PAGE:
Thursday, August 11, 2016

With this ring...


A pretty diamond ring was placed on my finger on a cold November day too many years ago to count.  We spent the afternoon rolling out grass sod in our backyard.  The house wasn't really mine - he bought it with his parent's help, but the ring held promises of a life to come...and I loved him.

I discovered I also loved diamonds and began studying other women's fingers.  But no matter how large, none compared to the spitfire on my finger.  Although smallish, its sparkle made up for its stature.  I was so proud to wear the ring of his great-grandmother's -  a European hand-cut stone in a simple platinum Tiffany setting, about 70 years old and nearly flawless.  It was all mine after his grandmother excitedly took it off her finger for him to give to me.  That tender story enriched my ring and like a gently waving ribbon, encircled itself around that brisk November afternoon as we stood inside the broken glass of a decrepit greenhouse freezing, with mud on our hands but tender smiles in our eyes. With this ring...

Unfortunately, one of the lasting memories of our union was the day his father casually remarked, "If you ever get divorced, you had better give that ring back".  In the end, there were other lasting memories too...missing beach towels from the linen closet of our home - the very space we built together to hold our new baby's diapers and bath toys.  And the horrible memory of the weekend he disappeared to be with her, leaving me frantic and alone - an infant in my arms.  With this ring...

Fast-forward and I decided to alter the ring to appear less marital and more single-mother.  I had it reset and added two identical birthstones on each side but the diamond seemed to lose more than its luster - it's spark was dulled too.  Perhaps it was altered as much as I was...from joy to the difficult task at hand -  raising a child to wholeness on my own, a serious business I took seriously.  And so the ring silently sat, all its fires out for nearly 29 years.  Until last week...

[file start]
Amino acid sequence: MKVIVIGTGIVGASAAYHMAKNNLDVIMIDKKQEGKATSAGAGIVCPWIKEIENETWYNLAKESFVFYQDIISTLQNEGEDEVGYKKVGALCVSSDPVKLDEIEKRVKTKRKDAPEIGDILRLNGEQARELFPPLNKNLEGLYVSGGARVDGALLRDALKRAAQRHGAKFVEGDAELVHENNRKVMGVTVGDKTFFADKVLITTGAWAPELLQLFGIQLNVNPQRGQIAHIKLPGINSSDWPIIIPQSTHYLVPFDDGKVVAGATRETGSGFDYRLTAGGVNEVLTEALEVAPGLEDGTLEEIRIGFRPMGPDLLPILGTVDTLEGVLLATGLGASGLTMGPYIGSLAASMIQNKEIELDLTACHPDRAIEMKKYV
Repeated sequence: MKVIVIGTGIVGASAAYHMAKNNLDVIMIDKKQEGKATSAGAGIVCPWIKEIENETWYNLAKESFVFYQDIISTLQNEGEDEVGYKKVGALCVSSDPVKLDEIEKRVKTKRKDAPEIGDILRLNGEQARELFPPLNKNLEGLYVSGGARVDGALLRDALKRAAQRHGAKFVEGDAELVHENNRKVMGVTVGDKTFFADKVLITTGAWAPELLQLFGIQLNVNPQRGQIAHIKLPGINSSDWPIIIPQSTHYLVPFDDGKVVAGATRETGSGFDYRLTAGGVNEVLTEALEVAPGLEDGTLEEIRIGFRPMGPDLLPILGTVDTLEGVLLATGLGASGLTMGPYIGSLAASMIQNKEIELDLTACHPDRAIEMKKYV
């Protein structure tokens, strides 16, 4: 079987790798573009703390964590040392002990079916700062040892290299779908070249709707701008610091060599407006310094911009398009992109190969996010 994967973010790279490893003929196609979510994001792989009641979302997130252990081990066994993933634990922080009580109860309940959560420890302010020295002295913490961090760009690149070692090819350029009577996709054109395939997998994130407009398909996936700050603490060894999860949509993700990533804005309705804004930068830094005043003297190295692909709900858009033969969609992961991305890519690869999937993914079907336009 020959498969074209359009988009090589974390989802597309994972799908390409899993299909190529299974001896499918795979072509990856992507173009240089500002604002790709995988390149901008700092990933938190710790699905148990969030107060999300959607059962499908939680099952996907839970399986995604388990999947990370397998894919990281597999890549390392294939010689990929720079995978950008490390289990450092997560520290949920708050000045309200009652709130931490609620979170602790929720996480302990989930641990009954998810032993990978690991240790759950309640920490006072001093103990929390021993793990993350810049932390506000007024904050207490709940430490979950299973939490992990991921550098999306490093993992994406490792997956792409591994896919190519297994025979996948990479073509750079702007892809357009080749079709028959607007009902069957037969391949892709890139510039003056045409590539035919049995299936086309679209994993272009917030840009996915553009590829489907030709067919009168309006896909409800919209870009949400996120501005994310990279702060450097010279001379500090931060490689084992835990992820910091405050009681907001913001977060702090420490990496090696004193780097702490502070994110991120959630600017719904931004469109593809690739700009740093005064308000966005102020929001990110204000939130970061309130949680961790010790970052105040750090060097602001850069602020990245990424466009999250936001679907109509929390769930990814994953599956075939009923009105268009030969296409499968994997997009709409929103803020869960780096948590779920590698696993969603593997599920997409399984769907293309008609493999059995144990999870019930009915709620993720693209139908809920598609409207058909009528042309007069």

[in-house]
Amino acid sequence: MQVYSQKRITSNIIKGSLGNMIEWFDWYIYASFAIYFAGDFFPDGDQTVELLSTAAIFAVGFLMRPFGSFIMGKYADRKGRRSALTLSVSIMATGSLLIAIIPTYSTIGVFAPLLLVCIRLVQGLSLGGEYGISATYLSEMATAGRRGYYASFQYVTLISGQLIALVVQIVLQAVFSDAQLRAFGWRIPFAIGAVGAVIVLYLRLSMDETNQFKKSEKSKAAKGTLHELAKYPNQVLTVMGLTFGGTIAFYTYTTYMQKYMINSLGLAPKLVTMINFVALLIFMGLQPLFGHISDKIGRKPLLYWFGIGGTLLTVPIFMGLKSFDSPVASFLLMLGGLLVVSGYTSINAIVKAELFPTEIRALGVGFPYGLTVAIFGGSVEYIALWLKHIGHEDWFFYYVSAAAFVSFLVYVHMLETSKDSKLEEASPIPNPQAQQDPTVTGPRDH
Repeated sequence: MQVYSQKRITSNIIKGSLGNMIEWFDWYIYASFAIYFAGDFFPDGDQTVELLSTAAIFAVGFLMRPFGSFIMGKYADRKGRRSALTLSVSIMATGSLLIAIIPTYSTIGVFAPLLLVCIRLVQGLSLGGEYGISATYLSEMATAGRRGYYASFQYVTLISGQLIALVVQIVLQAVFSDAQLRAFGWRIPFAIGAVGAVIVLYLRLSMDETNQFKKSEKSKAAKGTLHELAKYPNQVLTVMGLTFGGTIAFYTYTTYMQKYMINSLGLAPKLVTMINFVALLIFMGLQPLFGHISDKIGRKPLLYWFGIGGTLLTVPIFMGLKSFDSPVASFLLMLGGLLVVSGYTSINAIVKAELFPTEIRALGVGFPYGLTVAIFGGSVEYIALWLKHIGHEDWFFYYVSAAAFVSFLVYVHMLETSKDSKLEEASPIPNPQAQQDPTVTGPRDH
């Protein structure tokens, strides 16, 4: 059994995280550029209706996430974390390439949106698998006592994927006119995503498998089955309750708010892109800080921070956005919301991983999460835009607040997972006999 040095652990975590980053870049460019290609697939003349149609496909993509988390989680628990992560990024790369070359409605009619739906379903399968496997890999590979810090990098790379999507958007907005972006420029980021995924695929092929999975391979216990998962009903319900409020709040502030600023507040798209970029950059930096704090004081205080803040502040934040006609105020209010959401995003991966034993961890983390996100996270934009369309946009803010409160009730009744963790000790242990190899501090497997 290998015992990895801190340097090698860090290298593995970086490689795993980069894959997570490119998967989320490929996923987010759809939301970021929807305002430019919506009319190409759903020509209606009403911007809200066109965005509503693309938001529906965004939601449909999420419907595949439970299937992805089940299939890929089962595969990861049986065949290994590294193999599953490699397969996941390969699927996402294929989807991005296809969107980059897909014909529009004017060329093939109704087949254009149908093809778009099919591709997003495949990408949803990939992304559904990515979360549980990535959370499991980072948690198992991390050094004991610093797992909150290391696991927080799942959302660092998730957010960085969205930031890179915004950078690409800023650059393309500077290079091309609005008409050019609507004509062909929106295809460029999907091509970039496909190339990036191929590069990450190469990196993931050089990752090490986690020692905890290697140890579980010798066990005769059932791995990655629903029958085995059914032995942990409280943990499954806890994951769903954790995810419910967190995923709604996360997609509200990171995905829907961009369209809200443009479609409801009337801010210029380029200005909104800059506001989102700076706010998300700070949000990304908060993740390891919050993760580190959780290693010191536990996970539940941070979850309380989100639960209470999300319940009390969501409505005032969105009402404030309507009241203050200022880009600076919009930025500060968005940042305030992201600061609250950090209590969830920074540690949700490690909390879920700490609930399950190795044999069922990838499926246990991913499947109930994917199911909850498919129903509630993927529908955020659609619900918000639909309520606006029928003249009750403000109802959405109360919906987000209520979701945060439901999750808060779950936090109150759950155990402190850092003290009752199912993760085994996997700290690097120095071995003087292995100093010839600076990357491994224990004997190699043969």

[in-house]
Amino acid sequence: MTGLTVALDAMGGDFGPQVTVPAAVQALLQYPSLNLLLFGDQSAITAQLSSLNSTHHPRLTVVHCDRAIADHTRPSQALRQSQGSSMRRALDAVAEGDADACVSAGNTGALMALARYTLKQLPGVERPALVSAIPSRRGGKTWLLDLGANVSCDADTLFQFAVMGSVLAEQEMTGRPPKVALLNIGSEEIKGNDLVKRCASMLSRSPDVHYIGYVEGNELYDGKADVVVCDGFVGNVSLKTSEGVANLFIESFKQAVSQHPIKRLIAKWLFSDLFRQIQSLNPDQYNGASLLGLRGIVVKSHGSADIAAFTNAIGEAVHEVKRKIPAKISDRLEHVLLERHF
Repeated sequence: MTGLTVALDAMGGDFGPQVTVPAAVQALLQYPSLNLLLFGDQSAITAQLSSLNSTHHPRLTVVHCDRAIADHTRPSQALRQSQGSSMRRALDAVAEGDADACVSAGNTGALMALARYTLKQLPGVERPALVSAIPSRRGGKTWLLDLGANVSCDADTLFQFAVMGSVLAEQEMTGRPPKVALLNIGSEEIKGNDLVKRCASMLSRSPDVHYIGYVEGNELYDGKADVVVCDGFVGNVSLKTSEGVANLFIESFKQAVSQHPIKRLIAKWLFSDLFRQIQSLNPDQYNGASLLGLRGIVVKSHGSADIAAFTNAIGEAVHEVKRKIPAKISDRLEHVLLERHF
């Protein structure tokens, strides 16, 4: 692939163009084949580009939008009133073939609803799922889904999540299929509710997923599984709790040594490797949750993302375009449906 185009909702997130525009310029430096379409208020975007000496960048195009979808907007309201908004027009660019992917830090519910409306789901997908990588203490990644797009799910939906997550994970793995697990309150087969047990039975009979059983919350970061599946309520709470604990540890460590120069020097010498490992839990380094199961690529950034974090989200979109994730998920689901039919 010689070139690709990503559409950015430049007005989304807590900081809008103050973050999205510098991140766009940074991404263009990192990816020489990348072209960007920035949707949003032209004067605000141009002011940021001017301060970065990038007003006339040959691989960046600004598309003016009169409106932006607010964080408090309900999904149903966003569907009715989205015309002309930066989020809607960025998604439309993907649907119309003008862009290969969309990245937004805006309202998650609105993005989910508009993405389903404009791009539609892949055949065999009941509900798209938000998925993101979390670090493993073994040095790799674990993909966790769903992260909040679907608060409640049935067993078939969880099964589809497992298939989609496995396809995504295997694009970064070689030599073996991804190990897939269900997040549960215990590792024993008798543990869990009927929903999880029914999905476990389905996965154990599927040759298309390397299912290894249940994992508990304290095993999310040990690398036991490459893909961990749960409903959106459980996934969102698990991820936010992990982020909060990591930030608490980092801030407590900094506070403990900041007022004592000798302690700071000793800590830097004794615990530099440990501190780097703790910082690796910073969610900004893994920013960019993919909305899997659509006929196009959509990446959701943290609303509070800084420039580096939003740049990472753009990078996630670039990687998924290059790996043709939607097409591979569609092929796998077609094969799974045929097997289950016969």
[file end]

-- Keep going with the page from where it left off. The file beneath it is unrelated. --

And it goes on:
I brought my diamond to a surprisingly boyish and kind man who runs a small jewelry business near where I work.  He examined the stone and exclaimed that it is indeed special and advised it should be set in gold to enhance its glimmer and glint.  Together we played with designs until I selected a perfect platinum setting in a hefty gold band.  We added two smaller diamonds to nestle alongside the stone which made the end result look far different than the ring that was first placed on my finger so long ago.  It still retained the traditional look I wanted to keep yet, it could stand all on its own too - a splendid ring for a still-single woman.

While I waited for my jeweler's call that the work was finished, I began to investigate diamond rings online.  I was particularly enchanted with a series of ads that were commissioned by the large diamond mining company De Beers.  Unable to sell directly to the US market because of antitrust laws, De Beers asked an ad agency to produce advertisements that made nearly every engagement end in a diamond ring.  The woman behind the ads was Frances Gerety, a pioneering "mad (wo)men" who came up with the slogan, "Diamonds are Forever".  The print advertisements included captivating artwork by Picasso, Dali and others.  The copy that accompanied the art was filled with the bewitching sentiment that can make my money and I easily part ways and suddenly I wanted diamond earrings, diamond necklaces, and diamond bracelets.  I couldn't help but note that the ads were portraits of lone women who were the recipients of diamond rings - no men.  And they appeared positively biblical to me painted with landscape settings, beatific faces, swan-like necks, and swaths of robes.  I was entranced and the research made me joyously anticipate the day I could finally see and wear my "new" ring.